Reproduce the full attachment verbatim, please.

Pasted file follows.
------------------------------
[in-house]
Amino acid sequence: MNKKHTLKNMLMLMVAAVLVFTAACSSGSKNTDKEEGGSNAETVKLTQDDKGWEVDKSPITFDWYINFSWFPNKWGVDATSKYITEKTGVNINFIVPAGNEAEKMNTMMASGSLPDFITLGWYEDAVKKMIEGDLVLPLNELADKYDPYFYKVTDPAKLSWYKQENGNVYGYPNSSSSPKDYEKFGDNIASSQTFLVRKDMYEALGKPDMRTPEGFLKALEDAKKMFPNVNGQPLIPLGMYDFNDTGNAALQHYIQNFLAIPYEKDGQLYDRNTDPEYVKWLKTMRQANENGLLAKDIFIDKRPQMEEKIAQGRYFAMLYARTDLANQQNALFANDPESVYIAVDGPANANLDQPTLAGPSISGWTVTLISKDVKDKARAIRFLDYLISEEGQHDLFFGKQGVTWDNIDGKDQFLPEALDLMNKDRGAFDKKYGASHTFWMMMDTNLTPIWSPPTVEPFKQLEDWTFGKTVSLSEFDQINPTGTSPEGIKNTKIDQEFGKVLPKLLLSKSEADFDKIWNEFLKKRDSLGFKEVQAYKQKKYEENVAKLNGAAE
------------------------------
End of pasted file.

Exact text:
[in-house]
Amino acid sequence: MNKKHTLKNMLMLMVAAVLVFTAACSSGSKNTDKEEGGSNAETVKLTQDDKGWEVDKSPITFDWYINFSWFPNKWGVDATSKYITEKTGVNINFIVPAGNEAEKMNTMMASGSLPDFITLGWYEDAVKKMIEGDLVLPLNELADKYDPYFYKVTDPAKLSWYKQENGNVYGYPNSSSSPKDYEKFGDNIASSQTFLVRKDMYEALGKPDMRTPEGFLKALEDAKKMFPNVNGQPLIPLGMYDFNDTGNAALQHYIQNFLAIPYEKDGQLYDRNTDPEYVKWLKTMRQANENGLLAKDIFIDKRPQMEEKIAQGRYFAMLYARTDLANQQNALFANDPESVYIAVDGPANANLDQPTLAGPSISGWTVTLISKDVKDKARAIRFLDYLISEEGQHDLFFGKQGVTWDNIDGKDQFLPEALDLMNKDRGAFDKKYGASHTFWMMMDTNLTPIWSPPTVEPFKQLEDWTFGKTVSLSEFDQINPTGTSPEGIKNTKIDQEFGKVLPKLLLSKSEADFDKIWNEFLKKRDSLGFKEVQAYKQKKYEENVAKLNGAAE